The Navy Is Relaxing Its ‘Up Or Out’ Policy For Some Enlisted Sailors

Community
U.S. Navy/Mass Communication Specialist 1st Class Demetrius Kennon

If you’re a petty officer who’s having trouble advancing in your rating, your career might not be over. A new Navy policy change, announced June 21, relaxes the “high year tenure” policies that have forced many enlisted sailors to age out of the service.


When the new policy takes effect on August 1, E-4 through E-6 sailors on active duty or full-time support status will get a few more years to make rank before they’re discharged. Here are how those ranks’ maximum time in rate changes:

  • E-4: increases from 8 years to 10 years
  • E-5: increases from 14 years to 16 years
  • E-6: increases from 20 years to 22 years

This is potentially good news for thousands of high-performing sailors who, in recent years, could lose out on career-saving promotions if there simply wasn’t enough room for timely advancement in their jammed-up job fields. "There are some ratings where people can't advance for some reason," Sharon Anderson, a spokeswoman for the chief of naval information, told Task & Purpose, "but we want to keep those people and their experience in" the service.

The service calls the policy change a response to “critical manning” issues, in particular “filling key sea duty and other high priority billets” that the Navy anticipates being understaffed as more sailors rotate onto shore duty in the coming years. Anderson said the Navy expected 600 petty officers to be retained in fiscal 2017 under the new policy, with 2,200 more up for retention in fiscal 2018.

“Extending our high-year tenure policy for journeyman sailors is part of the larger strategy to ensure we are able to mitigate the effects caused by the FY12-13 cohort groups rotating to shore duty,” Lt. Cmdr. Nate Christensen, a chief of naval personnel spokesman, told Navy Times. “We are aggressively using all force shaping levers to man the fleet.” 

For sailors still butting up against the up-or-out ceiling, there’s always another chance for relief: The Navy added that it “will continue to offer HYT waivers for enlisted Sailors who volunteer for sea duty on a case-by-case basis.” If your wife, your lover, your lady is the sea, you’d better put a ring on it.

This post has been updated with comments from the chief of naval information's office.

WATCH MORE:

Pictured left to right: Pedro Pascal ("Catfish"), Garrett Hedlund ("Ben"), Charlie Hunnam ("Ironhead"), and Ben Affleck ("Redfly") Photo Courtesy of Netflix

A new trailer for Netflix's Triple Frontier dropped last week, and it looks like a gritty mash-up of post-9/11 war dramas Zero Dark Thirty and Hurt Locker and crime thrillers Narcos and The Town.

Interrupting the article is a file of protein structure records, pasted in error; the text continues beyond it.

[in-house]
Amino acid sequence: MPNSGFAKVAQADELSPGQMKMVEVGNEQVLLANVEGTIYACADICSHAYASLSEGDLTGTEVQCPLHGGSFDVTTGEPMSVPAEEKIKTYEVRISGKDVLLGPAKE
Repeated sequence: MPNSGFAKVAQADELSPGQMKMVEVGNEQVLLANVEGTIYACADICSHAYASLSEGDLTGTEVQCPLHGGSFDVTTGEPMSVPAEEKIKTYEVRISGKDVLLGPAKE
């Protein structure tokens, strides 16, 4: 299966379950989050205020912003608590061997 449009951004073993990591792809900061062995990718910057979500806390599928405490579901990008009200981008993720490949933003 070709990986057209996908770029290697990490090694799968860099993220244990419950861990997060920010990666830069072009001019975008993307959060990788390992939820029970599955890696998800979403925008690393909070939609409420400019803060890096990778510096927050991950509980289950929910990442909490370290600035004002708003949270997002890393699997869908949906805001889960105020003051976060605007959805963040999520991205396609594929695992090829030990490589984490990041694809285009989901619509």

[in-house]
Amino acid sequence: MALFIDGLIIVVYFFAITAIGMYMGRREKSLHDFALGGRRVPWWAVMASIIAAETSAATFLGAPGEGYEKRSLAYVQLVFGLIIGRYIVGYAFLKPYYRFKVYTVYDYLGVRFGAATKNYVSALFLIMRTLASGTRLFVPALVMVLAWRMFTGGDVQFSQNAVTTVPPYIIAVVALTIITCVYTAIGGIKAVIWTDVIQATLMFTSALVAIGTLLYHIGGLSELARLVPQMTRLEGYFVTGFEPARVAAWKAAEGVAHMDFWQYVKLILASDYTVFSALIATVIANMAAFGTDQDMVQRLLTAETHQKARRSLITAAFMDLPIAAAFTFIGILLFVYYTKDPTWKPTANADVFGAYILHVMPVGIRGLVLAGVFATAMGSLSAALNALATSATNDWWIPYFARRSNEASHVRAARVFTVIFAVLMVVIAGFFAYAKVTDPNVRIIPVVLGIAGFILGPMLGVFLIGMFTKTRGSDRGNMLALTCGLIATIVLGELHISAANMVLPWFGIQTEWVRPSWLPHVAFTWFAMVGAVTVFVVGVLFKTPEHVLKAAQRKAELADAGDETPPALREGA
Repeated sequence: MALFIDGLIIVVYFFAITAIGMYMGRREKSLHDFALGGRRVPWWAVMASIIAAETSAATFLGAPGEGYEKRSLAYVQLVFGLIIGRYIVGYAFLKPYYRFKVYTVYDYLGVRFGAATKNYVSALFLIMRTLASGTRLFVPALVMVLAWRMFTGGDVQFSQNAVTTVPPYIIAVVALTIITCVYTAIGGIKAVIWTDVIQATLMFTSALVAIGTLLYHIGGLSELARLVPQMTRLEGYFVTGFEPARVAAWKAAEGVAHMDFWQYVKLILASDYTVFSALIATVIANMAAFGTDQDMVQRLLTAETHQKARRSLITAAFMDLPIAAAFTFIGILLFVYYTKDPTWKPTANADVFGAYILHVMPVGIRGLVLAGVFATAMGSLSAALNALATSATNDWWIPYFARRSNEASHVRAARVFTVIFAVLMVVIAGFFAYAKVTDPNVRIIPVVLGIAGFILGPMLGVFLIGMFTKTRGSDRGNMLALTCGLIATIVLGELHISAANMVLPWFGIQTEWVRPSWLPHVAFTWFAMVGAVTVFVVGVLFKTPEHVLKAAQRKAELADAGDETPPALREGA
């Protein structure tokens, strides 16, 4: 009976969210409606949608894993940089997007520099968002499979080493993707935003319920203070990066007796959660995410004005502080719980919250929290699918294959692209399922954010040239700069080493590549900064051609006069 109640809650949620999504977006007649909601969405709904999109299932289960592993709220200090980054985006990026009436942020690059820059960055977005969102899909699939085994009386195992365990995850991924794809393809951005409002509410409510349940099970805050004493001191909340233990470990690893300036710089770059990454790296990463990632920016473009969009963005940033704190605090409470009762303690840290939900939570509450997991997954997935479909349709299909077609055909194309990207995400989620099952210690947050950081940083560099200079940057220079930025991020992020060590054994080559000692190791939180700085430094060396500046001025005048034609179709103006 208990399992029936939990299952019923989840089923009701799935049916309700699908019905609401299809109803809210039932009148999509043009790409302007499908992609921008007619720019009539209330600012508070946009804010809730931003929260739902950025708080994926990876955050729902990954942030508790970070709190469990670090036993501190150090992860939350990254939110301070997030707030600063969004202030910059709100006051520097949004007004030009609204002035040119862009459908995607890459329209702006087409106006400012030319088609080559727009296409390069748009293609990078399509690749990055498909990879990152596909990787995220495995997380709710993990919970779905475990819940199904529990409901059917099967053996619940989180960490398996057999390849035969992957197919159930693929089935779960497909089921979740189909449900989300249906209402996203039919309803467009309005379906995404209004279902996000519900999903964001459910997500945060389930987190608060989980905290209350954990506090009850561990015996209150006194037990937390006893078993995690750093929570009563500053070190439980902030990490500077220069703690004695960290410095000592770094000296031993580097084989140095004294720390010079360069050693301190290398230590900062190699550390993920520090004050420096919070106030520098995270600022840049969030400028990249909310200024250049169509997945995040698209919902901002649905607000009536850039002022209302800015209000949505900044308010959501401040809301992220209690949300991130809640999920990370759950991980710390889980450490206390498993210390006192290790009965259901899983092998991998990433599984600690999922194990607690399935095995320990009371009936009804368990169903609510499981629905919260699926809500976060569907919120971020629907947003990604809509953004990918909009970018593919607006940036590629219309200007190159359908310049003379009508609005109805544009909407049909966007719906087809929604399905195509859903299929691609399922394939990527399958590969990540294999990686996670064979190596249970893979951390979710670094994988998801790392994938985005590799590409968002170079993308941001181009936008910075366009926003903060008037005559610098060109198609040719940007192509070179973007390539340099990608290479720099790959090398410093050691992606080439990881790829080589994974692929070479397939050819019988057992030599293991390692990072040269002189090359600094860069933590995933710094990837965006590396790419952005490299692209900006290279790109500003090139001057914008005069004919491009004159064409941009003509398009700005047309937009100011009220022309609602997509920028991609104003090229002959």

Read More Show Less
Army Sgt. Daniel Cowart gets a hug from then-Dallas Cowboys defensive end Chris Canty. Photo: Department of Defense

The Distinguished Service Cross was made for guys like Sgt. Daniel Cowart, who literally tackled and "engaged...in hand to hand combat" a man wearing a suicide vest while he was on patrol in Iraq.

So it's no wonder he's having his Silver Star upgraded to the second-highest military award.

Read More Show Less
A small unmanned aerial vehicle built by service academy cadets is shown here flying above ground. This type of small UAV was used by cadets and midshipmen from the U.S. Air Force Academy, the U.S. Military Academy and the U.S. Naval Academy, during a Defense Advanced Research Projects Agency-sponsored competition at Camp Roberts, California, April 23-25, 2017. During the competition, cadets and midshipmen controlled small UAVs in "swarm" formations to guard territory on the ground at Camp Roberts. (U.S. Air Force photo)

Drones have been used in conflicts across the globe and will play an even more important role in the future of warfare. But, the future of drones in combat will be different than what we have seen before.

The U.S. military can set itself apart from others by embracing autonomous drone warfare through swarming — attacking an enemy from multiple directions through dispersed and pulsing attacks. There is already work being done in this area: The U.S. military tested its own drone swarm in 2017, and the UK announced this week it would fund research into drone swarms that could potentially overwhelm enemy air defenses.

I propose we look to the amoeba, a single-celled organism, as a model for autonomous drones in swarm warfare. If we were to use the amoeba as this model, then we could mimic how the organism propels itself by changing the structure of its body with the purpose of swarming and destroying an enemy.

Read More Show Less
Soldiers from 4th Squadron, 9th U.S. Cavalry Regiment "Dark Horse," 2nd Armored Brigade Combat Team, 1st Cavalry Division, are escorted by observer controllers from the U.S. Army Operational Test Command after completing field testing of the Armored Multi-Purpose Vehicle (AMPV) Sept. 24, 2018. (U.S. Army/Maj. Carson Petry)

The Army has awarded a $575 million contract to BAE Systems for the initial production of its replacement for the M113 armored personnel carriers the service has been rocking downrange since the Vietnam War.

Read More Show Less

President Donald Trump has formally outlined how his administration plans to stand up the Space Force as the sixth U.S. military service – if Congress approves.

On Tuesday, Trump signed a directive that calls for the Defense Department to submit a proposal to Congress that would make Space Force fall under Department of the Air Force, a senior administration official said.

Read More Show Less